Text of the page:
Join an ARHA beagle club, and run your dogs against some of these field trialers. The company is great, and it’s always fun to see how your beagles will match up when competing with other hounds.

For some clubs, there is a cheap yearly join-up fee to help pay for a local clubhouse. There is a cost to enter your dog in each field trail. It’s usually around $15 per dog, per event.

On my rabbit hunt, we didn’t kill the first rabbit we ran, and I’m pretty sure we let the second, third and fourth go, too. But eventually we pulled the trigger and showed six eager beagles just what a cottontail looks like. Eddie reaped the reward with fried rabbit that evening, but we all went home happy that we simply had the opportunity to hear a few races. For more information on ARHA, go to <>.

Alabama’s American Rabbit Hound Association Clubs

Bankhead Beagle Club, Moulton
Contact: Randall Parker, (256) 565-4486
Type: Progressive Pack
Hunt Dates: Feb. 4 (State Hunt), Feb. 25, April 7.

Mid-Alabama Beagle Club, Verbena
Contact: Ashley Bice, (205) 280-6244
Type: Little Pack
Hunt Dates: March 17-18 (State Hunt), April 7.

North Alabama Beagle Club, Snead
Contact: Barry Bannister, (256) 200-2615
Type: Little Pack
Hunt Dates: Feb. 11, March 10, May 5.

Washington County Beagle Club, Millry
Contact: Dick Dearmon, (251) 846-2694
Type: Little Pack
Hunt Dates: No hunts scheduled until the fall.

The above Alabama beagle clubs are under the American Rabbit Hunter’s Association umbrella. For more info, and to see other future hunt dates, go to <>.

Rabbit-Hunting Tips

• Safety: Wear orange! Making a pre-determined decision not to jump-shoot, or even load shotguns until the dogs are running a rabbit, makes for a much safer hunt. Always know where the other shooters are standing and the location of the dogs before firing at a rabbit. Some handlers put bells on their dogs simply so they can know the whereabouts of the dogs, further adding to the safety of the hunt.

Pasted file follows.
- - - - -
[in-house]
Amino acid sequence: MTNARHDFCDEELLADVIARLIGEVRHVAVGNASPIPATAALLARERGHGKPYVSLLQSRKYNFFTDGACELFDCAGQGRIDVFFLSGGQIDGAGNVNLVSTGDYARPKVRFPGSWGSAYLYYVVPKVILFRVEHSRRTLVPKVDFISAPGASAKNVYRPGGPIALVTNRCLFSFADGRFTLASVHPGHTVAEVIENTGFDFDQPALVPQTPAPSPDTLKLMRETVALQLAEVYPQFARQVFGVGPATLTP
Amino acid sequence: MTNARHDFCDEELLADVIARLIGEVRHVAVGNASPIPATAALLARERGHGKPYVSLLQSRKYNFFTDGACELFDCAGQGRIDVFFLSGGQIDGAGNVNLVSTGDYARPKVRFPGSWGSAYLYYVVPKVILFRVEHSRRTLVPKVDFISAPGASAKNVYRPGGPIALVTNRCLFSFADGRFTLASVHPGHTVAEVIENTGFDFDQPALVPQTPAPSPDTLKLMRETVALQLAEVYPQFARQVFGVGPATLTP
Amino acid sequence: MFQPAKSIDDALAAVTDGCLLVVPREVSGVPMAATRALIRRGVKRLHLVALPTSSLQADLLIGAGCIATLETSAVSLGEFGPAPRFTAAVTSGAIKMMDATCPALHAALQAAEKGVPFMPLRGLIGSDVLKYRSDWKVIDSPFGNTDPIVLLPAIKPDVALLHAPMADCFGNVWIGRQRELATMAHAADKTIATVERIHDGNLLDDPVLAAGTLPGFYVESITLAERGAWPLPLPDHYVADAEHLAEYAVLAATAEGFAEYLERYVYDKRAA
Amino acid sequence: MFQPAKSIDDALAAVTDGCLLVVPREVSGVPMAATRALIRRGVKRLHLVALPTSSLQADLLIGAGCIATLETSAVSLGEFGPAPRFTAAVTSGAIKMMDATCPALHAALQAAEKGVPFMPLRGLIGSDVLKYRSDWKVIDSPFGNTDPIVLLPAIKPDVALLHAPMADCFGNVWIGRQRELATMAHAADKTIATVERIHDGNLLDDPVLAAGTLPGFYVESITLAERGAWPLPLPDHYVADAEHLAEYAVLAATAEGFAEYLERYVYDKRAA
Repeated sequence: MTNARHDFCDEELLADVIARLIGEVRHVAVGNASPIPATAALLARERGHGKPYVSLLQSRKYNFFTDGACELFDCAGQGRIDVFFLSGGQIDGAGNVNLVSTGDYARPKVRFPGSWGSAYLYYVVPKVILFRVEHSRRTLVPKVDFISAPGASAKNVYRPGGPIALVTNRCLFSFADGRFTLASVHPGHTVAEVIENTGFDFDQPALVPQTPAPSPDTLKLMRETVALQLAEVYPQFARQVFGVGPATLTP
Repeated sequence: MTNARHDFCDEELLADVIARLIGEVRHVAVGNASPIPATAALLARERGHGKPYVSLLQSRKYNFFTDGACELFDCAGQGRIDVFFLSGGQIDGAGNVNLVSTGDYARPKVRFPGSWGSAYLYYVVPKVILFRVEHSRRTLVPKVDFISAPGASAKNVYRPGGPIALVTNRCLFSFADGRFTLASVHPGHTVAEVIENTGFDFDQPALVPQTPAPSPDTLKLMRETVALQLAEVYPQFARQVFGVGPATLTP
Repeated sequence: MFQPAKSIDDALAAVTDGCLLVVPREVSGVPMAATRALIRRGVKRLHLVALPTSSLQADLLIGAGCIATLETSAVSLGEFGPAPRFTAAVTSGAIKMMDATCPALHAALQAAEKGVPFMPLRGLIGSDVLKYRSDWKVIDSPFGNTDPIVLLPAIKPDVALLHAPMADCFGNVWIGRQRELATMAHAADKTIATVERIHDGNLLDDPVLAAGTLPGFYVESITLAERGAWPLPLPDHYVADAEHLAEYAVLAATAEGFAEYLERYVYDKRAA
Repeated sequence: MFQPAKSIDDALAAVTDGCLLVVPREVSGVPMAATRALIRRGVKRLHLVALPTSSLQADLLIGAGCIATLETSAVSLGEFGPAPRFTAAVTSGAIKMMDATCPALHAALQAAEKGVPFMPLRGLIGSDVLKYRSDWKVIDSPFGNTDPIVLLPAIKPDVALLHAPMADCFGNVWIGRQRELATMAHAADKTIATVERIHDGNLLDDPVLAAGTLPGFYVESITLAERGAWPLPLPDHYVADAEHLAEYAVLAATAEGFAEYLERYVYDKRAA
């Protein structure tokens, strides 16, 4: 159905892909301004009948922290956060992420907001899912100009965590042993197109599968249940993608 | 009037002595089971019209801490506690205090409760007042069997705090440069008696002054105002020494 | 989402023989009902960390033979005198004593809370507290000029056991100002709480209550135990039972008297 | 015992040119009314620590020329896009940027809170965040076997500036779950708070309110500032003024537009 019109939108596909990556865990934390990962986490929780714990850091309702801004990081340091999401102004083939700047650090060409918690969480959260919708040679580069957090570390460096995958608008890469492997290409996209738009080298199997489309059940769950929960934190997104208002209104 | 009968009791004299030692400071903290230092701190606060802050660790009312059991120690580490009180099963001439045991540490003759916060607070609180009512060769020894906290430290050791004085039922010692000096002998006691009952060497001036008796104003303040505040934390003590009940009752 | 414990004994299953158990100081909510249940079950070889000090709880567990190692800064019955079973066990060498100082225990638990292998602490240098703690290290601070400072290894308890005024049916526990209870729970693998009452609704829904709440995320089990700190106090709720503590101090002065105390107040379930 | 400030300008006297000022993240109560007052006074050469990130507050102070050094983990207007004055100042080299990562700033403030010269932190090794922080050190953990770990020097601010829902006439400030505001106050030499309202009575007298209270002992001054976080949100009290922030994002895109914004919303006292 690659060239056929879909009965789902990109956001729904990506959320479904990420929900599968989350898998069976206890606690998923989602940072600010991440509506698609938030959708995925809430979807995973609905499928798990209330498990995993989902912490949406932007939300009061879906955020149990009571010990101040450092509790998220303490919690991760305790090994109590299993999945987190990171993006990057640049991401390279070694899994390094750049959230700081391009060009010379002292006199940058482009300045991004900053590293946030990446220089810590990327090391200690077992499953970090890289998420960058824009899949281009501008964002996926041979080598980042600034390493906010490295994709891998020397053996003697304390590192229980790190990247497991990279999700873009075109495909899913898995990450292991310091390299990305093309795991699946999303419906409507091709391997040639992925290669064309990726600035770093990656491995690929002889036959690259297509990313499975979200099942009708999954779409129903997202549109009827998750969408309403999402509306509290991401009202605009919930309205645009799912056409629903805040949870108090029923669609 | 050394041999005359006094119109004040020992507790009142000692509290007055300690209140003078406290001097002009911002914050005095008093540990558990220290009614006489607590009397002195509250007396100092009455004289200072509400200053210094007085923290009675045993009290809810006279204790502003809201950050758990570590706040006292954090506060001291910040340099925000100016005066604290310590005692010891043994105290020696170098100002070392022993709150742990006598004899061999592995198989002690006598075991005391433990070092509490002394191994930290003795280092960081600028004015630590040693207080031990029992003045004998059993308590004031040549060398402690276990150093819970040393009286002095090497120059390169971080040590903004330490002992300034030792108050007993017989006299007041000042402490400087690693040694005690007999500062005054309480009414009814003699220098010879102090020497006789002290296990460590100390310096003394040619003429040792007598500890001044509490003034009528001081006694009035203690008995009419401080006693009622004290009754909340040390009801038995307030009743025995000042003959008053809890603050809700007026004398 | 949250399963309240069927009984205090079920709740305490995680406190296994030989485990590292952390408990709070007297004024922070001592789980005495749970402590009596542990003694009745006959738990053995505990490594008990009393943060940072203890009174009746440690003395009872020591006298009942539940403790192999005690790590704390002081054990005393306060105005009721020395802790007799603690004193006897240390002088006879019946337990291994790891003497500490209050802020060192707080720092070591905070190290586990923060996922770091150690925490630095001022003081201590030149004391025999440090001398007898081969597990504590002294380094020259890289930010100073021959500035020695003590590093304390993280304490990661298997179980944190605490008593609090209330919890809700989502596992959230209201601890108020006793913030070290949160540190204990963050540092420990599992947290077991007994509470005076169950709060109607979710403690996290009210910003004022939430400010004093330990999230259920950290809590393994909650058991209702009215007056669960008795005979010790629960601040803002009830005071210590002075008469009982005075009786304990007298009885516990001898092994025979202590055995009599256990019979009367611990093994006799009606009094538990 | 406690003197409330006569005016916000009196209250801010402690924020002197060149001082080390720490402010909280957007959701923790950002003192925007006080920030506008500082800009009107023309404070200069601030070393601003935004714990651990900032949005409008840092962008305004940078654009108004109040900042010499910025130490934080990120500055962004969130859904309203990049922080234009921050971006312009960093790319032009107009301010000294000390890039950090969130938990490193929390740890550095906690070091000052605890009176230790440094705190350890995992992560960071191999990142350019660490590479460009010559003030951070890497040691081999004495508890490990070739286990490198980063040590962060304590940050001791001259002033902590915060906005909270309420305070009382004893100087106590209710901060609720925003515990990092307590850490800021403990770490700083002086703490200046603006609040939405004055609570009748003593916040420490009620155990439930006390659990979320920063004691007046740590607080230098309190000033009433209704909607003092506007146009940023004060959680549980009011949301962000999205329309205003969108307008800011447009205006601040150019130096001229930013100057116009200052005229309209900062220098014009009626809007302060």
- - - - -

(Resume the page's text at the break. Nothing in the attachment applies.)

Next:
• Be still and quiet: When the race is on, find a good spot and keep your eyes peeled. Rabbits see very well. When a hunter moves, even slightly, the rabbit can detect that movement and will be gone before the hunter ever knew it was there.
• Get that rabbit: If you shoot a rabbit, you better get your hands on it quickly. Most hounds will tear a rabbit to 100 pieces in a matter of a few seconds.
• Off-game nightmares: Nothing ruins a good rabbit hunt quicker than when a beagle runs deer or some other trash. To avoid these occurrences, you can: buy reputable dogs, run packs of six or less, keep a check on the whereabouts of all hounds, keep the hounds close together, never run more than one puppy at a time and invest in shock collars.
• Join a beagle club: There may be no better way to come up the learning curve than to surround yourself with a bunch of beagle guys.